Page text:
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According to the Riches of his Glory
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Ephesians, chapter 1, tells us that this same power—the power that raised Jesus Christ from the dead—this is the power at work within us, within deeply flawed people like us! God is able to do not only what we ask, but also what we imagine. God is able to do more than we ask or imagine. God is able to do FAR more than we ask or imagine. In fact God is able to do abundantly far more than we can ask or imagine. Paul piles up the superlatives in this great burst of enthusiasm for what God is able to do according to the riches of his glory. What God does is to put the power, the dunamis, the dynamite of the resurrection into the lives of ordinary people.

Click to view a larger imageIn one of Douglas Nelsonís sermons thereís an account of a Salvation Army Band playing out in the rain on a street corner. The incident happened maybe fifty years ago. The band was soaked and a little bedraggled, but they managed to toot and honk their way through a couple of hymns. But "one man didnít toot. He blared." His trombone blasted away, ruining the balance and harmony of the performance. This player was "a hulking tough, with a red, bloated face and a prizefighterís nose. Someone spoke to him afterward about his zest, and the man beamed." Then he lifted his trombone and said, "Listen, Mister. When I think what God has done for me I could blow this thing out straight!"

The incident reminds me that Charles Smith, former conductor of the Calvin Alumni Choir, had a general warning for conductors: "Never look at the trombones. It only encourages them!"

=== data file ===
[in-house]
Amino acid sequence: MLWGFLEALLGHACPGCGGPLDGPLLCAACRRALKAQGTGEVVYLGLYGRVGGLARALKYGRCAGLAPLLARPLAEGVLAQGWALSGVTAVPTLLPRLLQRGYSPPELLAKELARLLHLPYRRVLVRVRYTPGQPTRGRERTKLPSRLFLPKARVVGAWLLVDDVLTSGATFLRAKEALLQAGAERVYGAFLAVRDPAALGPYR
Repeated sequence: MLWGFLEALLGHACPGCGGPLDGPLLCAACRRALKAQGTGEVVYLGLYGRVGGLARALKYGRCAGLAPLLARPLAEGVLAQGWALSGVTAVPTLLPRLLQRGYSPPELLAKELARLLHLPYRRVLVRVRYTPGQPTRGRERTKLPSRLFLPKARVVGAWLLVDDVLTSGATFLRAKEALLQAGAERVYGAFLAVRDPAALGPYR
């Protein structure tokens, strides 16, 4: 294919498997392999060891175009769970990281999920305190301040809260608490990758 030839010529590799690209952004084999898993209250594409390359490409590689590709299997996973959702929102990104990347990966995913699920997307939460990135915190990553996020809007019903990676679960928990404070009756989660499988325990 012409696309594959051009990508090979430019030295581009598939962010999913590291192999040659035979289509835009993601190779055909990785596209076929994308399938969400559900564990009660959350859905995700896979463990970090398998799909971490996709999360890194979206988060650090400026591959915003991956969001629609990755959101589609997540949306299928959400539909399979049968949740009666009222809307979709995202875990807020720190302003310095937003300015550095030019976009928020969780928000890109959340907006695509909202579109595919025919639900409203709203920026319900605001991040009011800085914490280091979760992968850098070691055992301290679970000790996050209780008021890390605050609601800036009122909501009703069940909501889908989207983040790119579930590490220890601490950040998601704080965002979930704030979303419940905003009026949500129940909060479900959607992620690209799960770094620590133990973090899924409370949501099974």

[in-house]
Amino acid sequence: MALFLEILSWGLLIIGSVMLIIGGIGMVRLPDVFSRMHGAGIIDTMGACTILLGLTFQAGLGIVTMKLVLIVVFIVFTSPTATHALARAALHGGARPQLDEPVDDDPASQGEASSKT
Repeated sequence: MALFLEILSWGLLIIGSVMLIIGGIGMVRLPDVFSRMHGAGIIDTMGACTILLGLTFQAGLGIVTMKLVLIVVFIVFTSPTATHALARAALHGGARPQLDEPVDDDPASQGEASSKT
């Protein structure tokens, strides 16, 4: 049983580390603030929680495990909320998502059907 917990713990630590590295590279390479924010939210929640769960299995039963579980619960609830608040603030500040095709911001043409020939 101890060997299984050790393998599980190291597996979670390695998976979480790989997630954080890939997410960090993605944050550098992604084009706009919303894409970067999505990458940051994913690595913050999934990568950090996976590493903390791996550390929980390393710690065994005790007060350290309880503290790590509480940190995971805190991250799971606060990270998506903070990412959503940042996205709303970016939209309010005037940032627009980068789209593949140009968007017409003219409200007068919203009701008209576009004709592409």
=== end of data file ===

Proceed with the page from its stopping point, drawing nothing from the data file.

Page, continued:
The great prayer of Ephesians 3 reaches for the heights and the depths with such grandeur that it comes as a shock to recall that the man who prays these words isn't a pope or a governor. Paul's a prisoner. He's a soul on ice. He's been converted by God, and jailed by Rome, and from his tiny world he pours out a magnificent chorus of prayer for the Ephesian church. How heroic, this is, said John Calvin. How heroic for a suffering prisoner to pour himself out for believers on the outside, praying God for great things to happen to Christians who are safe.

Great things according to the riches of his glory. Great things "by the power at work within us." Great things that send the glory back to God who gave it.

And what are some of these great things? Theyíre the things that belong to the resurrection. Theyíre the resurrection things. Iím talking about the Church of Jesus Christ preaching the gospel of grace, so that men and women who were dead in their sins may stand up, throw off their old lives, and come into the morning light like Jesus walking out of his tomb. Iím talking about the billions of Christians across the centuries and across the globe who have bowed their knees before the Father, and prayed "Your kingdom come; your will be done on earth as it is in heaven." And then those Christians got up on their feet, and went out and built a hospital. They built cathedrals, but also factories. They built farms and also farms to grow ministers, which is what seminaries do. They fought the Devil and his hosts, and sometimes they did it by hiding Jews.